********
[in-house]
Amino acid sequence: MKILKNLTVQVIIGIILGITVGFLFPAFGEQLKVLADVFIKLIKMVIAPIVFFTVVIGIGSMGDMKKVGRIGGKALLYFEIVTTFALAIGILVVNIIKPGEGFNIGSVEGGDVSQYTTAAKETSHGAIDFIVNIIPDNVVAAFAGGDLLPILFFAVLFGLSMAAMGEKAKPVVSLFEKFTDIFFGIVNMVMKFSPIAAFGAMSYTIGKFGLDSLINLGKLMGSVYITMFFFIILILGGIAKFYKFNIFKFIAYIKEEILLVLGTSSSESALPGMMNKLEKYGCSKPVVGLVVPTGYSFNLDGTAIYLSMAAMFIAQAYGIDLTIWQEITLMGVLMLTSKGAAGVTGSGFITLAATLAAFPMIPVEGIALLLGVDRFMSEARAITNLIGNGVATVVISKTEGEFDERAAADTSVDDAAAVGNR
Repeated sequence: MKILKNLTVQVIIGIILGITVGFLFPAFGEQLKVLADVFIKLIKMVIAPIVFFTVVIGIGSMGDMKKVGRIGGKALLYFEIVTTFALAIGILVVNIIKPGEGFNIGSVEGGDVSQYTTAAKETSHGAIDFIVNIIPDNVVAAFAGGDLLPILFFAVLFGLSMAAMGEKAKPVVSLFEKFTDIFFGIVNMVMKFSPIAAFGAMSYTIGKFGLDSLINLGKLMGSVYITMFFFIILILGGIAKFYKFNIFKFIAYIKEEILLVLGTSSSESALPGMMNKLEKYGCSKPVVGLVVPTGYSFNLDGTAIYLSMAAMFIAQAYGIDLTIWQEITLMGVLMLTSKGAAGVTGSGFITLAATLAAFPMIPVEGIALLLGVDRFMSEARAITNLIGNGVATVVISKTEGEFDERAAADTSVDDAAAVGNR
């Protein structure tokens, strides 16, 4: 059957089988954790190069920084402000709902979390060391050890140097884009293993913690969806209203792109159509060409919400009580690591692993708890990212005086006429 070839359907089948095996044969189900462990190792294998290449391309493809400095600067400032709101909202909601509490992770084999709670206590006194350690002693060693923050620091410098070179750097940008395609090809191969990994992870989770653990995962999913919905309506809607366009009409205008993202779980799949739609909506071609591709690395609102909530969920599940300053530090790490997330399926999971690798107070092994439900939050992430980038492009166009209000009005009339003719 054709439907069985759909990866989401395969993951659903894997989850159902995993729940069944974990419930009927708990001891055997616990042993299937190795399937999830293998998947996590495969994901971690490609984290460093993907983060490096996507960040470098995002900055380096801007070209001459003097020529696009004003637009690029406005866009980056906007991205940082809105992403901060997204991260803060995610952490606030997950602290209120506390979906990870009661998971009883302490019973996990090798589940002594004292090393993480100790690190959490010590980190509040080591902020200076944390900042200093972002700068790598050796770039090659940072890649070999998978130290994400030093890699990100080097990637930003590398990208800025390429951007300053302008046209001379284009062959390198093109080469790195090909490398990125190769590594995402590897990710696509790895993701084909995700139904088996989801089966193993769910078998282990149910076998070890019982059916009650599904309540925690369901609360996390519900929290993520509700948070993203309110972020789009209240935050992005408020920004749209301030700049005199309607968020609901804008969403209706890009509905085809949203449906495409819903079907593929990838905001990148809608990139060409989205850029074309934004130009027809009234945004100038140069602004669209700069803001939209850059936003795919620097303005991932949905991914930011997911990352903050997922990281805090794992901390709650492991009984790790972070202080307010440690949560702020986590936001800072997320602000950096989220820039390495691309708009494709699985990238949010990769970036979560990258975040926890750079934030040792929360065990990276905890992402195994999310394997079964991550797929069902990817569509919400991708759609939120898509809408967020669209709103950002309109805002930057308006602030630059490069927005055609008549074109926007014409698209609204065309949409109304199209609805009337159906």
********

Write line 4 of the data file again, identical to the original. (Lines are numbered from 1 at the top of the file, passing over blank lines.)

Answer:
């Protein structure tokens, strides 16, 4: 059957089988954790190069920084402000709902979390060391050890140097884009293993913690969806209203792109159509060409919400009580690591692993708890990212005086006429 070839359907089948095996044969189900462990190792294998290449391309493809400095600067400032709101909202909601509490992770084999709670206590006194350690002693060693923050620091410098070179750097940008395609090809191969990994992870989770653990995962999913919905309506809607366009009409205008993202779980799949739609909506071609591709690395609102909530969920599940300053530090790490997330399926999971690798107070092994439900939050992430980038492009166009209000009005009339003719 054709439907069985759909990866989401395969993951659903894997989850159902995993729940069944974990419930009927708990001891055997616990042993299937190795399937999830293998998947996590495969994901971690490609984290460093993907983060490096996507960040470098995002900055380096801007070209001459003097020529696009004003637009690029406005866009980056906007991205940082809105992403901060997204991260803060995610952490606030997950602290209120506390979906990870009661998971009883302490019973996990090798589940002594004292090393993480100790690190959490010590980190509040080591902020200076944390900042200093972002700068790598050796770039090659940072890649070999998978130290994400030093890699990100080097990637930003590398990208800025390429951007300053302008046209001379284009062959390198093109080469790195090909490398990125190769590594995402590897990710696509790895993701084909995700139904088996989801089966193993769910078998282990149910076998070890019982059916009650599904309540925690369901609360996390519900929290993520509700948070993203309110972020789009209240935050992005408020920004749209301030700049005199309607968020609901804008969403209706890009509905085809949203449906495409819903079907593929990838905001990148809608990139060409989205850029074309934004130009027809009234945004100038140069602004669209700069803001939209850059936003795919620097303005991932949905991914930011997911990352903050997922990281805090794992901390709650492991009984790790972070202080307010440690949560702020986590936001800072997320602000950096989220820039390495691309708009494709699985990238949010990769970036979560990258975040926890750079934030040792929360065990990276905890992402195994999310394997079964991550797929069902990817569509919400991708759609939120898509809408967020669209709103950002309109805002930057308006602030630059490069927005055609008549074109926007014409698209609204065309949409109304199209609805009337159906």